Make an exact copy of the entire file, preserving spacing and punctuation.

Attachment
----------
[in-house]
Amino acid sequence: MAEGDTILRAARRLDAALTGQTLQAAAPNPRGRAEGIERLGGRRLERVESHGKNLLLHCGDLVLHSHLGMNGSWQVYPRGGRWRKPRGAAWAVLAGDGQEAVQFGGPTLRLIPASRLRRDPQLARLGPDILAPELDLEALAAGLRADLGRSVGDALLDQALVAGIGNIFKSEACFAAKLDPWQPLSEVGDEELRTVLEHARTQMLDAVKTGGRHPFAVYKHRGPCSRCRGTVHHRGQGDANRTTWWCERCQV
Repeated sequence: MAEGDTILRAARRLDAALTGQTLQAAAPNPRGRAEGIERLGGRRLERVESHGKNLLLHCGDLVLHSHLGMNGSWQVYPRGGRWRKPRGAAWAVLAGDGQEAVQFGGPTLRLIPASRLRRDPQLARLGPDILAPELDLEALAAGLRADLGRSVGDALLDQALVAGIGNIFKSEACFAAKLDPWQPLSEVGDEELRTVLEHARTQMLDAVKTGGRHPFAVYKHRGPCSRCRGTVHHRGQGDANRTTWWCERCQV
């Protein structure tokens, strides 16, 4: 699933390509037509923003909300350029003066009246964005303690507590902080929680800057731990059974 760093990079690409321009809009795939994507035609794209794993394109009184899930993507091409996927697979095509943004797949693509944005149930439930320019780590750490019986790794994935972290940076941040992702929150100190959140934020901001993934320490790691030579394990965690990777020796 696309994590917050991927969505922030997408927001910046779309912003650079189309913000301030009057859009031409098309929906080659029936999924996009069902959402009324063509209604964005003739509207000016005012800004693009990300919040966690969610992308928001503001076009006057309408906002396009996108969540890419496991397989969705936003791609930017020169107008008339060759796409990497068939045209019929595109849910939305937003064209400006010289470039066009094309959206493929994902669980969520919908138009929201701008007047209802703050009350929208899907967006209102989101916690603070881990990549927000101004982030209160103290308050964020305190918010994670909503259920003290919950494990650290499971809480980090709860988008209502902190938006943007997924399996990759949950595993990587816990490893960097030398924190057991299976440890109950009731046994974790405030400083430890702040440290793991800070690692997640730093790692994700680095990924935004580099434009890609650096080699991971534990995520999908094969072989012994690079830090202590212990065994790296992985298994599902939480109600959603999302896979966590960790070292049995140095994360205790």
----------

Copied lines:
[in-house]
Amino acid sequence: MAEGDTILRAARRLDAALTGQTLQAAAPNPRGRAEGIERLGGRRLERVESHGKNLLLHCGDLVLHSHLGMNGSWQVYPRGGRWRKPRGAAWAVLAGDGQEAVQFGGPTLRLIPASRLRRDPQLARLGPDILAPELDLEALAAGLRADLGRSVGDALLDQALVAGIGNIFKSEACFAAKLDPWQPLSEVGDEELRTVLEHARTQMLDAVKTGGRHPFAVYKHRGPCSRCRGTVHHRGQGDANRTTWWCERCQV
Repeated sequence: MAEGDTILRAARRLDAALTGQTLQAAAPNPRGRAEGIERLGGRRLERVESHGKNLLLHCGDLVLHSHLGMNGSWQVYPRGGRWRKPRGAAWAVLAGDGQEAVQFGGPTLRLIPASRLRRDPQLARLGPDILAPELDLEALAAGLRADLGRSVGDALLDQALVAGIGNIFKSEACFAAKLDPWQPLSEVGDEELRTVLEHARTQMLDAVKTGGRHPFAVYKHRGPCSRCRGTVHHRGQGDANRTTWWCERCQV
């Protein structure tokens, strides 16, 4: 699933390509037509923003909300350029003066009246964005303690507590902080929680800057731990059974 760093990079690409321009809009795939994507035609794209794993394109009184899930993507091409996927697979095509943004797949693509944005149930439930320019780590750490019986790794994935972290940076941040992702929150100190959140934020901001993934320490790691030579394990965690990777020796 696309994590917050991927969505922030997408927001910046779309912003650079189309913000301030009057859009031409098309929906080659029936999924996009069902959402009324063509209604964005003739509207000016005012800004693009990300919040966690969610992308928001503001076009006057309408906002396009996108969540890419496991397989969705936003791609930017020169107008008339060759796409990497068939045209019929595109849910939305937003064209400006010289470039066009094309959206493929994902669980969520919908138009929201701008007047209802703050009350929208899907967006209102989101916690603070881990990549927000101004982030209160103290308050964020305190918010994670909503259920003290919950494990650290499971809480980090709860988008209502902190938006943007997924399996990759949950595993990587816990490893960097030398924190057991299976440890109950009731046994974790405030400083430890702040440290793991800070690692997640730093790692994700680095990924935004580099434009890609650096080699991971534990995520999908094969072989012994690079830090202590212990065994790296992985298994599902939480109600959603999302896979966590960790070292049995140095994360205790």